Eric Popiel is co-owner of East West Bikes in Fullerton, California, a So-Cal staple for high-end European road bikes. He is an avid rider and passionate about the sport. Originally from NYC, you would think he was born in the Italian region of Veneto. Last year, Eric was among a few shop owners that joined us on a trip to Italy to visit the Campagnolo factory in Vicenza. Once there, we practically had to peel him away from the factory floor. Here’s what Popiel had to say about that amazing tour.
When I first fell in love with road cycling, I started to hear about mythic Italian componentry that made good bikes great. I ventured to more and more shops to see the dreamy bikes that featured these parts in person…Colnago, DeRosa, Pinarello, Time, Guerciotti…
Shortly thereafter, I bought my first bike equipped with Campagnolo. I fell more and more in love with, and became educated about, Campy, but very little information existed about the company’s employees or the factory. So many manufacturers in the industry seemed to welcome people as part of their marketing efforts, while Campagnolo seemed to be building some of theirs based on this secrecy. I was lured in and always wanted more. Eventually, I went from Campy user to dealer and user. My addiction was in full swing with no remorse.
Our identity is closely associated with Campagnolo at East West Bikes. East West is a home for everything from the modern Campag 11, to the overhauls that make a 15-year-old group set still shift along. We are certainly not the biggest-volume Campagnolo shop, but we are disproportionately skewed toward it in terms of sales. We want to be that place that people think of first when it comes to anything Campagnolo.
Years of curiosity and mystery reached a flash point with one phone call. Mike McGary, the Campagnolo brand ambassador for Quality Bicycle Products, rang me up. QBP is the largest distributor of Campagnolo components and wheels for the United States and is our main supplier. We had developed an amazing relationship with Mike, and saw him as a critical ally and resource in our quest to be the area’s Campagnolo expert. I answered the phone and responded in short, strange answers, probably from shock. We were getting an invitation from Campagnolo SRL and QBP to travel to Rome to participate in a gran fondo sponsored by Campy, followed by travel to Vicenza to visit the factory! Of course we said YES!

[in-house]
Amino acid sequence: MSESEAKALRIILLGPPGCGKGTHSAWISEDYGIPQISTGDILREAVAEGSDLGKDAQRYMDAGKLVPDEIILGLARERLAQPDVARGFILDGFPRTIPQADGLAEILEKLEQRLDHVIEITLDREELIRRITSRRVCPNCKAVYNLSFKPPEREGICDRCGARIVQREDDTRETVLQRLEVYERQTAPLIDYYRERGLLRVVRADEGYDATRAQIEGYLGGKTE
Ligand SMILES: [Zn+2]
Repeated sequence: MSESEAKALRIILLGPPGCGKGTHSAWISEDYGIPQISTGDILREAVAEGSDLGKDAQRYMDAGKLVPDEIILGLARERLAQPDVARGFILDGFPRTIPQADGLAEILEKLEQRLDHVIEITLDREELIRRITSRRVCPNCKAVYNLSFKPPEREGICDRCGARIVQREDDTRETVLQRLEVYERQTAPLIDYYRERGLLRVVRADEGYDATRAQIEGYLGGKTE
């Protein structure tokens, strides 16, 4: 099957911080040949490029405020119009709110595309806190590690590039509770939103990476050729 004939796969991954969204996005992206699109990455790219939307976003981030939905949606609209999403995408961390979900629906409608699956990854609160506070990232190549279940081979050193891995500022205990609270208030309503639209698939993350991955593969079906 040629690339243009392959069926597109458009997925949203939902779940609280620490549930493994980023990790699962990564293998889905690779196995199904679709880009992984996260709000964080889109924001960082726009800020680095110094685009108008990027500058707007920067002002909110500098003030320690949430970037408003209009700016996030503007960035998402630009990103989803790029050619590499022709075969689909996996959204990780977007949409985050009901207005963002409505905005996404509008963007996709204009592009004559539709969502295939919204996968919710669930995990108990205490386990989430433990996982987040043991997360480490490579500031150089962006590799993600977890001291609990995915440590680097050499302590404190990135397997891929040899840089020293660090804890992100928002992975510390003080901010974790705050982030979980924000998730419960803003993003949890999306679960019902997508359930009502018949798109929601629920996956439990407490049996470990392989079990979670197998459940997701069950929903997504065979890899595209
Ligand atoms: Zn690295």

Getting access to the Vicenza factory is as common as getting into the Wonka factory. Over the years, non-press visitors have been limited to a handful. But now, QBP was permitted to invite four shops. QBP wanted those who bleed the holy winged logo in their veins, and they assembled an amazing group.
The trip and ride was amazing, and seeing Rome and all its beauty and history was incredible. The gran fondo was a well run event, and passing under the Campagnolo start sign with Valentino Campagnolo waving us all through was just awesome. Later that night, I had an incredible opportunity to sit with Dino Cento, Campagnolo’s OEM manager, at a pub in one of the many ancient neighborhoods of Rome. Dino answered almost all of the questions I could think to ask.
I will not publish any of his answers, but I will reveal that solar-powered, wireless, 14-speed Electronic Power Shifting (“EPS”) is not coming soon. But it was the factory tour that got me on that plane, and it certainly didn’t disappoint. We arrived at the factory in Vicenza at about 11:30 a.m. in a van driven by one of Campagnolo’s employees. Almost all manufacturing for Chorus, Record, Super Record, and EPS group sets is in Vicenza, as is the manufacturing for Zonda, Eurus, Shamal, Bullet, Hyperon, and the Bora wheels. Campagnolo’s Fulcrum counterparts are built here as well.
In the lobby, we were surrounded by a small collection of bikes that served as a history lesson about the evolution of EPS and variations of ErgoPowers all the way back to the first prototypes 25 years ago! Soon, we were greeted by Dino, who ushered us upstairs and gave a presentation of Campagnolo’s recent global performance. Campagnolo’s global sales manager, Michele Cardi, then joined us for lunch and discussion.